Donald Trump’s well-known habit of ripping up documents did not stop once he entered the White House, where staff reportedly resorted to taping together piles of shredded paper. But the practice was “far more widespread and indiscriminate than previously known” and extended throughout his four years in office, according to The Washington Post.
White House documents – from schedules to sensitive memos – were regularly ripped into quarters and tossed into trash bins or on the floor of Air Force One, or stuffed into “burn bags” to be incinerated at the Pentagon, only for aides to sort through the contents to determine which bits needed to be preserved under federal law, the newspaper reported.
Under the Presidential Records Act, the White House must maintain all documents touched by the president to be preserved by the National Archives and Records Administration.
The former president’s reportedly relentless habit of destroying sensitive documents was clearly in violation of the law, according to Courtney Chartier, president of the Society of American Archivists.
She told the newspaper: “There is no ignorance of these laws. There are White House manuals about the maintenance of these records.”
To avoid such scrutiny, aides from either the Office of the Staff Secretary or the Oval Office Operations would clean up piles of discarded documents once the former president left the room, while staff from the White House Office of Records Management would be responsible for “jigsawing” the pieces together, using clear tape, according to The Post.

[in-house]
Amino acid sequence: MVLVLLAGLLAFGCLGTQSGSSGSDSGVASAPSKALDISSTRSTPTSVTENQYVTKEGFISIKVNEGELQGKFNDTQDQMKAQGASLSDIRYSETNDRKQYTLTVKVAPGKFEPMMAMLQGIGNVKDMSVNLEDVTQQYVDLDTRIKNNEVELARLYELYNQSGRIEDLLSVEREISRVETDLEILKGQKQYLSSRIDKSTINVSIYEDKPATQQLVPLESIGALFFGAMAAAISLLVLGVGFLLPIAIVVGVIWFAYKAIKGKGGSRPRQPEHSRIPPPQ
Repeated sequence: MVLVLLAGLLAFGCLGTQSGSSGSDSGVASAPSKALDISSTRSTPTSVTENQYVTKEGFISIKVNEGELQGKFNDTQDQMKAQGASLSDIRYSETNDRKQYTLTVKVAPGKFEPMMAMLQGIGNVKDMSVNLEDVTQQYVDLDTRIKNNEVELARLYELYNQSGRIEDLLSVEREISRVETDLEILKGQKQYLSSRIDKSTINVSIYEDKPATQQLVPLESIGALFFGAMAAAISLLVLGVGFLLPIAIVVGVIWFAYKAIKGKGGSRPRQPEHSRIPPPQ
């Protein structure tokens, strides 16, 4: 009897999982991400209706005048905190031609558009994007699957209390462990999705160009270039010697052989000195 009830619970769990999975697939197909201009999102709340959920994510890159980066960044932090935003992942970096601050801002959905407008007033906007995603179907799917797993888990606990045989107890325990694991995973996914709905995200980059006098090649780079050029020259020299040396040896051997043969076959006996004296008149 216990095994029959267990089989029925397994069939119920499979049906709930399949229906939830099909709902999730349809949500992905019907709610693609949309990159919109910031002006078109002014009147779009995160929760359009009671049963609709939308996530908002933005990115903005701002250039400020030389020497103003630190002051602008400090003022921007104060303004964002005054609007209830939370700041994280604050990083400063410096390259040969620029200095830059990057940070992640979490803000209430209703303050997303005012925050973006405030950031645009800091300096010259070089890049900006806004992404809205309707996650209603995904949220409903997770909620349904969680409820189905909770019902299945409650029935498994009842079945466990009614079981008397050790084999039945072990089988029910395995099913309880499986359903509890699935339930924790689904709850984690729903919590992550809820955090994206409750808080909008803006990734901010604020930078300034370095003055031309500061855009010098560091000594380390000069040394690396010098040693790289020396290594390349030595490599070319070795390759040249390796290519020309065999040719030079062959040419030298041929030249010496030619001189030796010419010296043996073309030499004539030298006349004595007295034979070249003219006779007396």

Documents recently obtained by the House select committee investigating the attack on the US Capitol received Trump-era White House documents that had to be taped together after previous attempts to destroy them.
The National Archives confirmed that documents the agency received “included paper records that had been torn up by former President Trump.”
Other documents from the White House submitted to the agency had not been reconstructed at all, according to the Archives.
The Archives handed more than 750 pages of requested documents to the committee last month.
It is unclear how many Trump-era documents were lost or permanently destroyed, though one source told The Post that there could be hundreds.
The report details the alleged depths of the Trump administration’s unprecedented destruction of sensitive records, which were glimpsed in 2018 after Politico described the former president’s “filing system.”
“We got Scotch tape, the clear kind,” former aide Solomon Lartey told the outlet at the time. “You found pieces and taped them back together and then you gave it back to the supervisor.”
In December 2020, a lawsuit was filed on behalf of the National Security Archive, Society for Historians of American Foreign Relations and the American Historical Association against the Trump administration to “prevent a possible bonfire” of White House records. The plaintiffs voluntarily dismissed the case last year after Joe Biden’s administration entered office.
Among those documents are digital files, including deleted Twitter posts and other social media messages from White House staff, including WhatsApp messages, used for official government business.
The Independent has requested comment from a spokesperson for Mr Trump.